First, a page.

Friday, 18 November 2011

Re Prince Henry’s rebel governors

I'd like to thank the Yorkshire Evening Post for printing my letter [below] a couple of weeks ago, 31 October 2011]. For those of you who don't live in Yorkshire, here it is [plus the final unpublished paragraph]:

Dear Editor
Hats off to Cllr Judith Blake for resigning from Prince Henry’s governing body in the face of the all too familiar lack of democracy, when it comes to academy conversions. But does it have to get personal before our councillors and education chiefs understand what other governors, parents, students and teachers have had to suffer in this city and throughout the UK?

An academy is not a new type of anything. It is a school with a different name, which has stolen money from the local authority services. Obviously as long as none of your students have any mental health problems, any Special or Additional Needs or added musical desires, you won’t need to worry about helping to bring about the destruction of the hospital school, the Special Needs provision and the Music Service. And the rest.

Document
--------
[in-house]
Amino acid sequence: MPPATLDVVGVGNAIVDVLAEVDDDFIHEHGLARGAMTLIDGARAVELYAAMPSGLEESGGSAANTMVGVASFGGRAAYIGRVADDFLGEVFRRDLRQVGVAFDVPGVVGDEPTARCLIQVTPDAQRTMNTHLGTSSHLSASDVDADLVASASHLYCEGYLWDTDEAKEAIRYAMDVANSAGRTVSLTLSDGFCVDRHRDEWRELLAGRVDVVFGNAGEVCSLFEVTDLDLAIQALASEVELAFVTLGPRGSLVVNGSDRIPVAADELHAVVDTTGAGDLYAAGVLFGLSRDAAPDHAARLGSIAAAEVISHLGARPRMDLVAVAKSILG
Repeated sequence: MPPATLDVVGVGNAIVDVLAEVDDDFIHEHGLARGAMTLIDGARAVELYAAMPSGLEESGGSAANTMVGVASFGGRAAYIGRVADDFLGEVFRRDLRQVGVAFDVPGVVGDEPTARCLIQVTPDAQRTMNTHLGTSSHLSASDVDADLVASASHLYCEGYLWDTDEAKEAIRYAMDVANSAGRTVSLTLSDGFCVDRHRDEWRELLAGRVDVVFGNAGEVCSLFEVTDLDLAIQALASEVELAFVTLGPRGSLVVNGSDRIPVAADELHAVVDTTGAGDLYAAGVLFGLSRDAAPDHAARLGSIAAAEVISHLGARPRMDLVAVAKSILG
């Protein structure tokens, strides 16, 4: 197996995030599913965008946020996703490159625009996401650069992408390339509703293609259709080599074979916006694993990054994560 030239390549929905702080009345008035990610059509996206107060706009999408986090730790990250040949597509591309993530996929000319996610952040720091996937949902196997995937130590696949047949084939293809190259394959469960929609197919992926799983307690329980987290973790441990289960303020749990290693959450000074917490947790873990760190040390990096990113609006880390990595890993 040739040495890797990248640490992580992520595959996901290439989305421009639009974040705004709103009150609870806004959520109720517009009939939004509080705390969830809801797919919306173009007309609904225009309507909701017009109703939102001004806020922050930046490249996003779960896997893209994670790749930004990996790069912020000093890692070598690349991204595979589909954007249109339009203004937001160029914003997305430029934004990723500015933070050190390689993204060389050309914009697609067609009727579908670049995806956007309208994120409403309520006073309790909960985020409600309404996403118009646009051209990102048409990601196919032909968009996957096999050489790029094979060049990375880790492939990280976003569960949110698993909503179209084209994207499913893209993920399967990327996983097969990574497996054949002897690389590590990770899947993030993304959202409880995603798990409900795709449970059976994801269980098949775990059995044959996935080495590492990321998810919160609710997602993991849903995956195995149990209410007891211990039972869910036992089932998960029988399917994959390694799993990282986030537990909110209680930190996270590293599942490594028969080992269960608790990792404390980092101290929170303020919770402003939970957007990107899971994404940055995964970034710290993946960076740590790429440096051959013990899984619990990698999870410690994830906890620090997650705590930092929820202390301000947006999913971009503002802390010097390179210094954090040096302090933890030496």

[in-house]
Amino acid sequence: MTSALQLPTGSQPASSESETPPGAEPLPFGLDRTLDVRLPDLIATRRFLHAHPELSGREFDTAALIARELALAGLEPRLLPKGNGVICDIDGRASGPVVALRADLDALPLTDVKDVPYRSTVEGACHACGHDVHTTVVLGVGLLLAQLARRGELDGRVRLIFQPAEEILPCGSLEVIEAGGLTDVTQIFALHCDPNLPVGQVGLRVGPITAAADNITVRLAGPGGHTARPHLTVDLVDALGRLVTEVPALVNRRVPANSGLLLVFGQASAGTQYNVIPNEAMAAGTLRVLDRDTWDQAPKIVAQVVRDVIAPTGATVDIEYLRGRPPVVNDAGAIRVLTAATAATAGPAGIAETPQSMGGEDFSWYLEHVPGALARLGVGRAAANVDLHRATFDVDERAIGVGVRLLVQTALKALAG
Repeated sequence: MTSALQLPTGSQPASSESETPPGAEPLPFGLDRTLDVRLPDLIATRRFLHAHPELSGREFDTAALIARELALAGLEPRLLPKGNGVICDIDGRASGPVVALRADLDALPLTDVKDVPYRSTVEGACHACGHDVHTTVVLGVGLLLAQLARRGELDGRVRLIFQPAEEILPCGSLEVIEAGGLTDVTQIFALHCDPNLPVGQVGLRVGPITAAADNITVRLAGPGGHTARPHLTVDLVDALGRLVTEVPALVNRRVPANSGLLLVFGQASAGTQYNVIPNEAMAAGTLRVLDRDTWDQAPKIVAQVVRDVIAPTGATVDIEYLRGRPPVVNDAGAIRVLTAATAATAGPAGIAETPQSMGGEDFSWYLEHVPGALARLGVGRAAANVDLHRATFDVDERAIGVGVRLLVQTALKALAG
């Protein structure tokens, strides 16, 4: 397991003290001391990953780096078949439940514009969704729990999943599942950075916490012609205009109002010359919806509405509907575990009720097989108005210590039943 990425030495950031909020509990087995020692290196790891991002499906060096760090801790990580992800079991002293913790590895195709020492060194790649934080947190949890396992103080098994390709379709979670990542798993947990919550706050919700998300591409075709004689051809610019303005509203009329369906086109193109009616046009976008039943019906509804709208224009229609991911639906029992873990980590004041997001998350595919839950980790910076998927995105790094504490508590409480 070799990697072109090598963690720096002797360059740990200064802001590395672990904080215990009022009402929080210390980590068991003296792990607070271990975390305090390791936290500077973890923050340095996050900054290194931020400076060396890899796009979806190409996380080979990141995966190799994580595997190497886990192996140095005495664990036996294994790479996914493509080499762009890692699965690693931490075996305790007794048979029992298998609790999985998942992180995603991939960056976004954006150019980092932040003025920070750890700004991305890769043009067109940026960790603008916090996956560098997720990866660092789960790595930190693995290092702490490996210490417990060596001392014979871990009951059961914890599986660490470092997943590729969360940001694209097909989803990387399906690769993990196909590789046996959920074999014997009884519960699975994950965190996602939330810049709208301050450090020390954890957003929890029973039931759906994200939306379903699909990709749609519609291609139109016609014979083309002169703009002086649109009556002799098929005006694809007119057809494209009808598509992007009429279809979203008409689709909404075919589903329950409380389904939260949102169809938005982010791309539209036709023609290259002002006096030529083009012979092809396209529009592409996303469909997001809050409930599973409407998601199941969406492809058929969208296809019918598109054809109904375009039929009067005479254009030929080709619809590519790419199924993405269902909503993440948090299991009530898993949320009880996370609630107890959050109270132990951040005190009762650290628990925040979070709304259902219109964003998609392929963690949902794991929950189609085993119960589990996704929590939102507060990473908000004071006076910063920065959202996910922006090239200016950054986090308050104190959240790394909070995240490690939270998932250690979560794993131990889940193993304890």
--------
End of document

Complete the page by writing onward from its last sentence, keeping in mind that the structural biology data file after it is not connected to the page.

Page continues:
Usually it is poor inner-city schools who are bribed into academy status; so it is hard to see why Prince Henry’s is stumbling down this undemocratic and anti-social avenue. Especially since it would appear that only ten people in Otley even want this! Parents against; community against; staff against. Governors ten: nine in favour. Indeed not only not a clear majority; it’s not any sort of majority; and, if decisions like this are left to the mostly unelected governing bodies; it is a massive indictment of the UK system of school governance. “Critical friends” turned policy-makers! When was that the plan?

I see that the school sent a letter to parents saying that school name and uniform would not be changing. Well, I heard that publicly stated about Intake’s School’s name shortly before it got its hands on West Leeds High School’s name and rearranged those words. Parents might be also worried about continuity of teaching staff, term times, admissions, subjects taught, timing of the school day – you know all those things you get when you gain “freedom” from council support.

And lastly more amused than astonished that the headteacher “said that legal advice had been taken to ensure the “democratic process” had been followed.” I don’t think you would need legal advice when counting might have sufficed.

Victoria Jaquiss FRSA, Leeds teacher and school-governor

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